When fashion comes calling for social change
This is not the first time that the red carpet has become platform for protest.
By Sujata Assomull
Published: Sat 13 Jan 2018, 6:00 PM
Last updated: Sat 13 Jan 2018, 8:55 PM
We want people to start having this conversation that women are just as valuable as men," said actress Debra Messing, who was one of the first to arrive at the Golden Globes last week. Dressed in a custom-made Christian Siriano ensemble, she did not speak about the dress or the designer but why she was wearing it. It was a "black-out" when it came to talking about fashion at the Golden Globes - the first award show of the season - as nearly every woman attending came dressed in black. It was a collective show of solidarity for the "Times Up" movement, started by women in the entertainment industry in protest against sexual harassment and inequality faced by women in various industries. It is a part of the #metoo campaign.
This is not the first time that the red carpet has become platform for protest. Bette Davis and Katherine Hepburn purposely dressed down at the Oscars - fed-up of the studios showing them off as their bit of glamour. And of course, let's not forget the 1990s when wearing the red ribbon became de rigueur to raise awareness for AIDS, a campaign spearheaded by Elizabeth Taylor. Women know the impact fashion can have on social and cultural issues, and women in entertainment know because of the glamour surrounding their industry they are able to use the red carpet as a runway to highlight causes that need to be addressed.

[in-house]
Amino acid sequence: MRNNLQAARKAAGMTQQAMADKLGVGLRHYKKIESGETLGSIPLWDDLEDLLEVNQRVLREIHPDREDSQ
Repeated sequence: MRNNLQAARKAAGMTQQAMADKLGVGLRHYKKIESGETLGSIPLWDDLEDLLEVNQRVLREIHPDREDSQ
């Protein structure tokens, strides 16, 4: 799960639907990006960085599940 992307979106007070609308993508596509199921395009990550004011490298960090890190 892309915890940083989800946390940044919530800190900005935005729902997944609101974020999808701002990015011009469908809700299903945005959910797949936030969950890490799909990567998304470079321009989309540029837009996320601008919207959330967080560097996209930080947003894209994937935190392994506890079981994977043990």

Many leading actresses even came with female activists as their "plus one". Meryl Streep walked with Ai-jen Poo, the director of the National Domestic Workers Alliance, and Michelle Williams came with Tarana Burke, the founder of the #metoo movement. Both actresses were nominated but chose to use the occasion to bring the spotlight on women who work to promote equal rights.
They didn't talk about their labels, and it was a win for fashion. It proved that fashion can be much more than simply what you wear.
Clothes reflect social values and cultural choices, and this is the reason why costumes are studied and held highly in academic circles. At the Golden Globes, a handful of woman chose to wear the tuxedo. Leading the pack was The Crown's Claire Foy who wore a black tuxedo by British designer Stella McCartney with extra tall Christian Louboutin shoes, hair swept back and bright red lipstick. It was a 2018 take on the 1920s, a time when women first started cutting their hair and wearing trouser suits. At that time this controversial style of dress was one of the ways upper class English women expressed their belief that women deserved to vote on the same terms as men. So wearing a tux, in support of the 'Times Up' movement sent a strong message. But not everyone decided to go androgynous. Jessica Biel chose to wear a Dior Couture tulle ball gown with Bulgari bling and Dakota Johnson glittered in a Gucci dress that was teamed with Nirav Modi jewellery.
By wearing black how they wanted to also spoke of the freedom that fashion gives you - it lets a woman express who she is.
There is no question that the black dress code did what it set out to - gave a voice to the #metoo campaign. The choice of a colour like that can be both glamorous and austere, and 'on point', as fashion instagrammers would call it.
But it also had another hidden message that fashion is a serious business, and should be treated as one.
Sujata Assomull is Consulting Fashion Editor at Khaleej Times